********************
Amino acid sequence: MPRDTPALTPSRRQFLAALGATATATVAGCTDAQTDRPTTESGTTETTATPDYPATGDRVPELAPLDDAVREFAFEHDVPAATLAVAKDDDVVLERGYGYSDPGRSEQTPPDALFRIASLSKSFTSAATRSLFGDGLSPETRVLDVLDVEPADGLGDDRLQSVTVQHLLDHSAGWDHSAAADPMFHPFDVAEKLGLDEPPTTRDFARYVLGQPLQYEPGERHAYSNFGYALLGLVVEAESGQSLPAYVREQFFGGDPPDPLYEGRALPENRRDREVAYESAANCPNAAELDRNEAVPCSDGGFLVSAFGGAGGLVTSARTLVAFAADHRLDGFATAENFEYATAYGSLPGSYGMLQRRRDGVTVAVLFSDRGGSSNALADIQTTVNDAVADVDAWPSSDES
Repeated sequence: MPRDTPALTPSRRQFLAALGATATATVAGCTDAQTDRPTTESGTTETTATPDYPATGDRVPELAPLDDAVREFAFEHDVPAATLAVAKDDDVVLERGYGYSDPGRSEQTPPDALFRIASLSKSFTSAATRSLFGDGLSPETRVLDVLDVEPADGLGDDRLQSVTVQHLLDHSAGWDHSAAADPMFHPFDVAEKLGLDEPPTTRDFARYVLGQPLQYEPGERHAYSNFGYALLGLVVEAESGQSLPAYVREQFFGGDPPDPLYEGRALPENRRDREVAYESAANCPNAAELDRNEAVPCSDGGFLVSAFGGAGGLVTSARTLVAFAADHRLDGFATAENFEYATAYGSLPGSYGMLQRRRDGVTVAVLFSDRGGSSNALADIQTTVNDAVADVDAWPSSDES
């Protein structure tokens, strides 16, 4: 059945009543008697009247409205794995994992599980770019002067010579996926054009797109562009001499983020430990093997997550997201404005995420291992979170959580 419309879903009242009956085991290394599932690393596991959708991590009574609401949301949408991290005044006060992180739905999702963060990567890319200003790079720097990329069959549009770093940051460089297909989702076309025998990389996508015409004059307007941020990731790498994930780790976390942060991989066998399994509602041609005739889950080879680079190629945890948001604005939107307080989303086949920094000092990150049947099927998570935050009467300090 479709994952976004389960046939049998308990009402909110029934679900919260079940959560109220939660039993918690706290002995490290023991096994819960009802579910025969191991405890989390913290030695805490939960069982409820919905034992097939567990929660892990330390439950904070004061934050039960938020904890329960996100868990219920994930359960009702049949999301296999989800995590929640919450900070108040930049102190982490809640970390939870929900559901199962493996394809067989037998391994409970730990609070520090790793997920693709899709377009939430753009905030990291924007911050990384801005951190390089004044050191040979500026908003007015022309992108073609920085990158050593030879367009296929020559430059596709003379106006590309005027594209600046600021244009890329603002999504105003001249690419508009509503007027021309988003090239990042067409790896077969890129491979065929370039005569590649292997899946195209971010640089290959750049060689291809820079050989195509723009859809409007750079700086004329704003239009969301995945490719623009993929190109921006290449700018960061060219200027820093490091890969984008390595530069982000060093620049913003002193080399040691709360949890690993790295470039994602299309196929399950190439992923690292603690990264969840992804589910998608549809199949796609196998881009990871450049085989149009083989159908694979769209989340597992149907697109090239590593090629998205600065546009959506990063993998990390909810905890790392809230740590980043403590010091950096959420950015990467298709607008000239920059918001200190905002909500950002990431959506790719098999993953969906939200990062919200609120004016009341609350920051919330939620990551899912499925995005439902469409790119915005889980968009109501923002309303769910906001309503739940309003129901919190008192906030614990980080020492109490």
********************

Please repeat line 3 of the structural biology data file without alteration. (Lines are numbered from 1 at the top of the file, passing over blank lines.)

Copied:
């Protein structure tokens, strides 16, 4: 059945009543008697009247409205794995994992599980770019002067010579996926054009797109562009001499983020430990093997997550997201404005995420291992979170959580 419309879903009242009956085991290394599932690393596991959708991590009574609401949301949408991290005044006060992180739905999702963060990567890319200003790079720097990329069959549009770093940051460089297909989702076309025998990389996508015409004059307007941020990731790498994930780790976390942060991989066998399994509602041609005739889950080879680079190629945890948001604005939107307080989303086949920094000092990150049947099927998570935050009467300090 479709994952976004389960046939049998308990009402909110029934679900919260079940959560109220939660039993918690706290002995490290023991096994819960009802579910025969191991405890989390913290030695805490939960069982409820919905034992097939567990929660892990330390439950904070004061934050039960938020904890329960996100868990219920994930359960009702049949999301296999989800995590929640919450900070108040930049102190982490809640970390939870929900559901199962493996394809067989037998391994409970730990609070520090790793997920693709899709377009939430753009905030990291924007911050990384801005951190390089004044050191040979500026908003007015022309992108073609920085990158050593030879367009296929020559430059596709003379106006590309005027594209600046600021244009890329603002999504105003001249690419508009509503007027021309988003090239990042067409790896077969890129491979065929370039005569590649292997899946195209971010640089290959750049060689291809820079050989195509723009859809409007750079700086004329704003239009969301995945490719623009993929190109921006290449700018960061060219200027820093490091890969984008390595530069982000060093620049913003002193080399040691709360949890690993790295470039994602299309196929399950190439992923690292603690990264969840992804589910998608549809199949796609196998881009990871450049085989149009083989159908694979769209989340597992149907697109090239590593090629998205600065546009959506990063993998990390909810905890790392809230740590980043403590010091950096959420950015990467298709607008000239920059918001200190905002909500950002990431959506790719098999993953969906939200990062919200609120004016009341609350920051919330939620990551899912499925995005439902469409790119915005889980968009109501923002309303769910906001309503739940309003129901919190008192906030614990980080020492109490």